Next Article in Journal
The Non-Destructive Test of Steel Corrosion in Reinforced Concrete Bridges Using a Micro-Magnetic Sensor
Next Article in Special Issue
Design of Highly Selective Gas Sensors via Physicochemical Modification of Oxide Nanowires: Overview
Previous Article in Journal
Effects of AlN Coating Layer on High Temperature Characteristics of Langasite SAW Sensors
Previous Article in Special Issue
A Sensor Array for the Detection and Discrimination of Methane and Other Environmental Pollutant Gases
Communication

Selectivity Enhancement by Using Double-Layer MOX-Based Gas Sensors Prepared by Flame Spray Pyrolysis (FSP)

1
Institute of Physical Chemistry, University of Tübingen, Auf der Morgenstelle 15, Tübingen 72076, Germany
2
IWT Foundation Institute of Materials Science, University of Bremen, Badgasteiner Str. 3, Bremen 28359, Germany
*
Author to whom correspondence should be addressed.
Academic Editors: Eduard Llobet and Stella Vallejos
Sensors 2016, 16(9), 1437; https://doi.org/10.3390/s16091437
Received: 20 July 2016 / Revised: 29 August 2016 / Accepted: 2 September 2016 / Published: 6 September 2016
(This article belongs to the Special Issue Gas Nanosensors)

Abstract

Here we present a novel concept for the selective recognition of different target gases with a multilayer semiconducting metal oxide (SMOX)-based sensor device. Direct current (DC) electrical resistance measurements were performed during exposure to CO and ethanol as single gases and mixtures of highly porous metal oxide double- and single-layer sensors obtained by flame spray pyrolysis. The results show that the calculated resistance ratios of the single- and double-layer sensors are a good indicator for the presence of specific gases in the atmosphere, and can constitute some building blocks for the development of chemical logic devices. Due to the inherent lack of selectivity of SMOX-based gas sensors, such devices could be especially relevant for domestic applications.
Keywords: logic device; selectivity; flame spray pyrolysis; gas sensor; double-layer sensor logic device; selectivity; flame spray pyrolysis; gas sensor; double-layer sensor

1. Introduction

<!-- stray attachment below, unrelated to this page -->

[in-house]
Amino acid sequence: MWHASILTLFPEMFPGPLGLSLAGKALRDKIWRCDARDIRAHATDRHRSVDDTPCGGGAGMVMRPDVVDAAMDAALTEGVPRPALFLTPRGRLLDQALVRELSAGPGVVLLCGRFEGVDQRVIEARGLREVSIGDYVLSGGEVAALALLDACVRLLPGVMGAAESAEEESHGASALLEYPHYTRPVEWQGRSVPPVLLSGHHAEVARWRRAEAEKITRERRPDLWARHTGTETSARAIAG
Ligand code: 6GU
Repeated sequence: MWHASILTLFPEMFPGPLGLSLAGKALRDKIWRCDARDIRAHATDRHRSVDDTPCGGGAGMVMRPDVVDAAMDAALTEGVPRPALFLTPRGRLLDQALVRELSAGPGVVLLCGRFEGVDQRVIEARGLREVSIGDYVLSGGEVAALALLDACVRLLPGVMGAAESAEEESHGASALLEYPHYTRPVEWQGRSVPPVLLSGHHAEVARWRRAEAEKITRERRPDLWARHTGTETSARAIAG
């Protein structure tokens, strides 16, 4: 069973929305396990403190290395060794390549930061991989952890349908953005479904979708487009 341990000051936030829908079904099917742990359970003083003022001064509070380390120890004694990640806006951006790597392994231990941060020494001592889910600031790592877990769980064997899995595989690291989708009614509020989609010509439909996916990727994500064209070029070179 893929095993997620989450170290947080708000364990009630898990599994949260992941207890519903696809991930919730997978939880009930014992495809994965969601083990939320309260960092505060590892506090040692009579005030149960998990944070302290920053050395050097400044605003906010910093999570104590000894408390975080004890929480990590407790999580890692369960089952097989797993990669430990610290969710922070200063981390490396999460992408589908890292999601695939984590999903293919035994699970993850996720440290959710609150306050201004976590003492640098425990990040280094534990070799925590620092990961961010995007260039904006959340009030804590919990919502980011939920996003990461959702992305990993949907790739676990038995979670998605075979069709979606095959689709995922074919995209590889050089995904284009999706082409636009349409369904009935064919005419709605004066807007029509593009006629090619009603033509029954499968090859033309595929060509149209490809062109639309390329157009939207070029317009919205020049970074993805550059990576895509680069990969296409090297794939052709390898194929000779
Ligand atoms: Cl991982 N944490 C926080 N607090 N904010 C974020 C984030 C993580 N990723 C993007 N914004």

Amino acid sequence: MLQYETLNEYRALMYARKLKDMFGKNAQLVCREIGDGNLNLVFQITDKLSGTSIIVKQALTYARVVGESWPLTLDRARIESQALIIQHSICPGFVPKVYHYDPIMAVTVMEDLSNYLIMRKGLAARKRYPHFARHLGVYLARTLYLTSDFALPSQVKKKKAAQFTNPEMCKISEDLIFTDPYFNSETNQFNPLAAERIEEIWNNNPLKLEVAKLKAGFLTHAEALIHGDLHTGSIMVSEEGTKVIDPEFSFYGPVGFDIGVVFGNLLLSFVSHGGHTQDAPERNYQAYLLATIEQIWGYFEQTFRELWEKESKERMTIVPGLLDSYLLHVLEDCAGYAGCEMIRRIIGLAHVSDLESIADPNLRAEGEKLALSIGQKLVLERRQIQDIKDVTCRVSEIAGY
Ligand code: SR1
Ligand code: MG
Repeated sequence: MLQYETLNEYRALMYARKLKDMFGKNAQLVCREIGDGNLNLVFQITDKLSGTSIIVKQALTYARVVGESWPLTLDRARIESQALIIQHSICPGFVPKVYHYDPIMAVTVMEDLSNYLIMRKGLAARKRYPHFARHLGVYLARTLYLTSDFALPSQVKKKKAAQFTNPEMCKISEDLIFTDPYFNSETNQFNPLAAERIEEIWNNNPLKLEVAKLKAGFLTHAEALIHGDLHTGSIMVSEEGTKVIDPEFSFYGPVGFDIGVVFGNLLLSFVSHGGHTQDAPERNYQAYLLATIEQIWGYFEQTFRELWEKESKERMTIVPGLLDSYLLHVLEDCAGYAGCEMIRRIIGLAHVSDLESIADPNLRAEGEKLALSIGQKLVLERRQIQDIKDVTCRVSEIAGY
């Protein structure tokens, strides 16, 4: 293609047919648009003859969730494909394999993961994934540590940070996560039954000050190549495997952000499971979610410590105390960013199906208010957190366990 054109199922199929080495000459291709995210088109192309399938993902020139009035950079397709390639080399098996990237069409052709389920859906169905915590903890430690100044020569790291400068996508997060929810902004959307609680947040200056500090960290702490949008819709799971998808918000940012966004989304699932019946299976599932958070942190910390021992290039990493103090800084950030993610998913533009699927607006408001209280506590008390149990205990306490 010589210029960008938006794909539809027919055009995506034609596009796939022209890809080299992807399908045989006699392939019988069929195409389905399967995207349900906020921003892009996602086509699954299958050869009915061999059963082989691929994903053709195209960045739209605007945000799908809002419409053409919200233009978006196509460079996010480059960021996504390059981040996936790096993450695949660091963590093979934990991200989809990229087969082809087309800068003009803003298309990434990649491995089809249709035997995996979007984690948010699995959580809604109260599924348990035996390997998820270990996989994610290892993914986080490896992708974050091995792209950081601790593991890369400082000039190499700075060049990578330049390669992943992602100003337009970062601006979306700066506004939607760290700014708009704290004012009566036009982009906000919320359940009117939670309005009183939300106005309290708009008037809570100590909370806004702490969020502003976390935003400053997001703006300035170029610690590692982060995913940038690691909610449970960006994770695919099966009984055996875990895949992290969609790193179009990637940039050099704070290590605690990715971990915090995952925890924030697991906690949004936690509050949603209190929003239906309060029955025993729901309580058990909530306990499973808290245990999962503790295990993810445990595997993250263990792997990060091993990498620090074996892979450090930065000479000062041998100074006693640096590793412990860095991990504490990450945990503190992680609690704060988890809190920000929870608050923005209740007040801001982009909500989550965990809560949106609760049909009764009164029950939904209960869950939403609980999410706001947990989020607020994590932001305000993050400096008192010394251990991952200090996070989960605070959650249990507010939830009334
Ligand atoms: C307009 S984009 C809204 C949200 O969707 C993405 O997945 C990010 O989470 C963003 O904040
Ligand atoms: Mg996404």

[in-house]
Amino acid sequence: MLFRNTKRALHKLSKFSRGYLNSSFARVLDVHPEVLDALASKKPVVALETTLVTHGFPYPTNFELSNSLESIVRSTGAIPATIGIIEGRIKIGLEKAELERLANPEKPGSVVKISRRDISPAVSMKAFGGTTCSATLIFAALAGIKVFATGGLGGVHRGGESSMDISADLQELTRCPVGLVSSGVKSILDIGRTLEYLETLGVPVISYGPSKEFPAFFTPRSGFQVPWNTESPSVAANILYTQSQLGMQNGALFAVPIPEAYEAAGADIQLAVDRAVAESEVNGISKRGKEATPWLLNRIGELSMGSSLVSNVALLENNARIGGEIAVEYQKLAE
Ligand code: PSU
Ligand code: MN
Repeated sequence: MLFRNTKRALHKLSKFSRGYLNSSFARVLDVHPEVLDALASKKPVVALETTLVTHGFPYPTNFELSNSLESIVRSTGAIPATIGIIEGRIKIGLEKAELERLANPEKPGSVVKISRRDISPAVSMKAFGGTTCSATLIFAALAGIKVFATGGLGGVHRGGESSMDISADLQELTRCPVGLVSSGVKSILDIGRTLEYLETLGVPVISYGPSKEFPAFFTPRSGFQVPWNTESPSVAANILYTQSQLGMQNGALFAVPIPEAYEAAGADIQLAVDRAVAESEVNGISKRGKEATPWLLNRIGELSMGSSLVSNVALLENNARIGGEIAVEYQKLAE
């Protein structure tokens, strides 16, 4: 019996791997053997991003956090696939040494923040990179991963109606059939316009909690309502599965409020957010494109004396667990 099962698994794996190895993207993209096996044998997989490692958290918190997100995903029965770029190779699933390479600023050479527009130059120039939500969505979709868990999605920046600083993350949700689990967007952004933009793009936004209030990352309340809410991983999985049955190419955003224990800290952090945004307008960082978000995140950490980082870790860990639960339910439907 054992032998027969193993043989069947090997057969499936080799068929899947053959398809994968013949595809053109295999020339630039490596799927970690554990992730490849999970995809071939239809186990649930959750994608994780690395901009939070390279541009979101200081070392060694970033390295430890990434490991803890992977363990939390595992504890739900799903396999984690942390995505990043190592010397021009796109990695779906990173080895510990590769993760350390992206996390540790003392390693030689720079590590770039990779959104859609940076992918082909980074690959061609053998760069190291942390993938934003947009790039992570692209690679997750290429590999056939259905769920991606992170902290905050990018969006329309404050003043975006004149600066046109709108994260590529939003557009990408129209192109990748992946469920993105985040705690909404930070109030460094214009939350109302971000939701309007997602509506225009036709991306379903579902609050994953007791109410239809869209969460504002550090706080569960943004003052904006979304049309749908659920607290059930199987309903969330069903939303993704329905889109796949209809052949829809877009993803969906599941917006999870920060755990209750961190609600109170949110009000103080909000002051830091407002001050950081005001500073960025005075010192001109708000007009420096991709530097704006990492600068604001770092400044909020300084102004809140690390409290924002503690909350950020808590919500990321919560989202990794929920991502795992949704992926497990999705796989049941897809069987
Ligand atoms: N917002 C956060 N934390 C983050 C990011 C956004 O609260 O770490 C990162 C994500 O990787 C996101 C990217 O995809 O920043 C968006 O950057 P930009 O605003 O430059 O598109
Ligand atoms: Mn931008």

Recent years witnessed an explosion of the consumer microelectromechanical systems (MEMS) sensor market as the cell phone evolved into a powerful computer and the development of smart devices started. Consequently, for gas sensors based on Semiconducting Metal Oxides (SMOX), these developments open up new application fields such as indoor air quality monitoring in smart buildings or car ventilation, etc., as their use offers many advantages. These include high sensitivity to many toxic or explosive gases, simple measuring technique, the possibility for miniaturization and mass production, low cost, etc. [1,2]. One of their most significant limitations is the lack of selectivity, as the surface of the metal oxide reacts with many different gases, changing the measured electrical resistance. Interfering gases—even if they are only present in trace amounts—and variations in the background level of humidity can significantly change the sensor signal, which leads to uncertainty in the interpretation of sensor data. This is especially a problem in new application fields; for instance, when sensors are integrated into buildings. In a long-term vision, the sensor network should be able to identify the nature and origin of the response in order to act correctly. As an example, the cross-sensitivity between CO and ethanol is a challenge, because it should be clear if the sensor resistance changes due to the presence of a toxic gas or because somebody is just drinking a glass of wine. The previously applied countermeasure is the use of charcoal filters, which are included in the packaging of the sensor element [1]. The method is based on the fact that ethanol or other volatile organic compounds (VOCs) are far more reactive to surface-catalyzed decomposition than CO [2]. However, they suffer from saturation effects when the concentration of interfering gases or the exposure time is too high [1], and it will be very difficult to miniaturize them to the extent needed (e.g., for their integration in a smart phone). Other concepts are also applied to achieve selectivity [3]: Fine-tuning of the sensing material and operation conditions [4] and the use of sensor arrays [5,6] or specific filter materials (except charcoal) [7,8,9,10,11,12,13]. For the latter, gas detection with multilayer sensors consisting of a sensing layer and a filter layer on top was reported in previous studies. Generally, there are different concepts of how to increase the selectivity in this way: